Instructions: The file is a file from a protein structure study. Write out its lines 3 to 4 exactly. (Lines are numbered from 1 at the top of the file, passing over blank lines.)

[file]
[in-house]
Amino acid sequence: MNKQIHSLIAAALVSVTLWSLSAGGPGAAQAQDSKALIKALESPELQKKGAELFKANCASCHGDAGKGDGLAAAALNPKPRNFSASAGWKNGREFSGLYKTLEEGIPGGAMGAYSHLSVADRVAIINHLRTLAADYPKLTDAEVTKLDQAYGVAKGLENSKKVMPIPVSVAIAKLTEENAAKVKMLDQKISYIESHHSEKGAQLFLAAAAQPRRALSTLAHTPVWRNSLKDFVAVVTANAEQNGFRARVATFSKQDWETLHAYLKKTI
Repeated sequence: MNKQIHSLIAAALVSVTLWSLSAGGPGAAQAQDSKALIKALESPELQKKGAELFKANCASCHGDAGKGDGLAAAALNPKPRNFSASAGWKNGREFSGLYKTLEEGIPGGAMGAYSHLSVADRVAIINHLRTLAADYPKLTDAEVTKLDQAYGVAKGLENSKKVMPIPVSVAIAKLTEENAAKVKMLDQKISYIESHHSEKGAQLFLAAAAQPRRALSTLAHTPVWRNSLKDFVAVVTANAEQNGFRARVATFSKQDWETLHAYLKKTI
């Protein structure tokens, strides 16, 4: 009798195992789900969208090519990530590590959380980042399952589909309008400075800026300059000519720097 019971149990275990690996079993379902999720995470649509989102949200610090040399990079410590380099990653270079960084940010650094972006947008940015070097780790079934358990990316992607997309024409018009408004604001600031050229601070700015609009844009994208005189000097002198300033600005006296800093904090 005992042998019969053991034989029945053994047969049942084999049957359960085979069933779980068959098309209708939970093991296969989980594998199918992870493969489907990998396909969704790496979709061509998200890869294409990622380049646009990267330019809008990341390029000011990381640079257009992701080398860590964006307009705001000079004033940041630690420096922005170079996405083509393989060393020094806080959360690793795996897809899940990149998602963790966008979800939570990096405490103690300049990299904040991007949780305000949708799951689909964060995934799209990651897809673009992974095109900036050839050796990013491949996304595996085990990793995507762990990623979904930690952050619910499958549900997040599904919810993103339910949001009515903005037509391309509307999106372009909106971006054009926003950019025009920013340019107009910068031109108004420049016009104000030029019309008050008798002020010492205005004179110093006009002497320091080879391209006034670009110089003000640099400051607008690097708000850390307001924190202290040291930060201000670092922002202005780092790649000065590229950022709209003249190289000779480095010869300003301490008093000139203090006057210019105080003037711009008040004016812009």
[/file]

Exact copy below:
Repeated sequence: MNKQIHSLIAAALVSVTLWSLSAGGPGAAQAQDSKALIKALESPELQKKGAELFKANCASCHGDAGKGDGLAAAALNPKPRNFSASAGWKNGREFSGLYKTLEEGIPGGAMGAYSHLSVADRVAIINHLRTLAADYPKLTDAEVTKLDQAYGVAKGLENSKKVMPIPVSVAIAKLTEENAAKVKMLDQKISYIESHHSEKGAQLFLAAAAQPRRALSTLAHTPVWRNSLKDFVAVVTANAEQNGFRARVATFSKQDWETLHAYLKKTI
């Protein structure tokens, strides 16, 4: 009798195992789900969208090519990530590590959380980042399952589909309008400075800026300059000519720097 019971149990275990690996079993379902999720995470649509989102949200610090040399990079410590380099990653270079960084940010650094972006947008940015070097780790079934358990990316992607997309024409018009408004604001600031050229601070700015609009844009994208005189000097002198300033600005006296800093904090 005992042998019969053991034989029945053994047969049942084999049957359960085979069933779980068959098309209708939970093991296969989980594998199918992870493969489907990998396909969704790496979709061509998200890869294409990622380049646009990267330019809008990341390029000011990381640079257009992701080398860590964006307009705001000079004033940041630690420096922005170079996405083509393989060393020094806080959360690793795996897809899940990149998602963790966008979800939570990096405490103690300049990299904040991007949780305000949708799951689909964060995934799209990651897809673009992974095109900036050839050796990013491949996304595996085990990793995507762990990623979904930690952050619910499958549900997040599904919810993103339910949001009515903005037509391309509307999106372009909106971006054009926003950019025009920013340019107009910068031109108004420049016009104000030029019309008050008798002020010492205005004179110093006009002497320091080879391209006034670009110089003000640099400051607008690097708000850390307001924190202290040291930060201000670092922002202005780092790649000065590229950022709209003249190289000779480095010869300003301490008093000139203090006057210019105080003037711009008040004016812009």